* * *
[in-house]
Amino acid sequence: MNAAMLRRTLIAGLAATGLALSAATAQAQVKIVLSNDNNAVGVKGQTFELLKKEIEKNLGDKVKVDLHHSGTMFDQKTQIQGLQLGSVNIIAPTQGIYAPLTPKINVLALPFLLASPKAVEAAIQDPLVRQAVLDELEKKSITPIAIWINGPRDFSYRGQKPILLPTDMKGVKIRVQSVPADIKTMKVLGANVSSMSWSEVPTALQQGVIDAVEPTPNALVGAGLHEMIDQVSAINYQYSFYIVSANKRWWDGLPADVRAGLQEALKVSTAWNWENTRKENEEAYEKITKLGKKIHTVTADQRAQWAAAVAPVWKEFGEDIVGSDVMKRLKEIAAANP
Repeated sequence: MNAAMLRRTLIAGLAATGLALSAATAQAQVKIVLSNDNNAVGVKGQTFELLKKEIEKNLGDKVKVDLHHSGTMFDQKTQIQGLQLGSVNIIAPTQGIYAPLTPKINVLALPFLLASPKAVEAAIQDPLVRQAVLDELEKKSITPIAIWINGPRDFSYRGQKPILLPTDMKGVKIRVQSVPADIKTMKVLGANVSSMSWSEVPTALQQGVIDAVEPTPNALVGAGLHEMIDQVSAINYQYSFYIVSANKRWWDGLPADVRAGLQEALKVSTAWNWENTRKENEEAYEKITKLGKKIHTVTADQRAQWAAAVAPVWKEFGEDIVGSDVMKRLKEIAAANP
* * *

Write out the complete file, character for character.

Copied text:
[in-house]
Amino acid sequence: MNAAMLRRTLIAGLAATGLALSAATAQAQVKIVLSNDNNAVGVKGQTFELLKKEIEKNLGDKVKVDLHHSGTMFDQKTQIQGLQLGSVNIIAPTQGIYAPLTPKINVLALPFLLASPKAVEAAIQDPLVRQAVLDELEKKSITPIAIWINGPRDFSYRGQKPILLPTDMKGVKIRVQSVPADIKTMKVLGANVSSMSWSEVPTALQQGVIDAVEPTPNALVGAGLHEMIDQVSAINYQYSFYIVSANKRWWDGLPADVRAGLQEALKVSTAWNWENTRKENEEAYEKITKLGKKIHTVTADQRAQWAAAVAPVWKEFGEDIVGSDVMKRLKEIAAANP
Repeated sequence: MNAAMLRRTLIAGLAATGLALSAATAQAQVKIVLSNDNNAVGVKGQTFELLKKEIEKNLGDKVKVDLHHSGTMFDQKTQIQGLQLGSVNIIAPTQGIYAPLTPKINVLALPFLLASPKAVEAAIQDPLVRQAVLDELEKKSITPIAIWINGPRDFSYRGQKPILLPTDMKGVKIRVQSVPADIKTMKVLGANVSSMSWSEVPTALQQGVIDAVEPTPNALVGAGLHEMIDQVSAINYQYSFYIVSANKRWWDGLPADVRAGLQEALKVSTAWNWENTRKENEEAYEKITKLGKKIHTVTADQRAQWAAAVAPVWKEFGEDIVGSDVMKRLKEIAAANP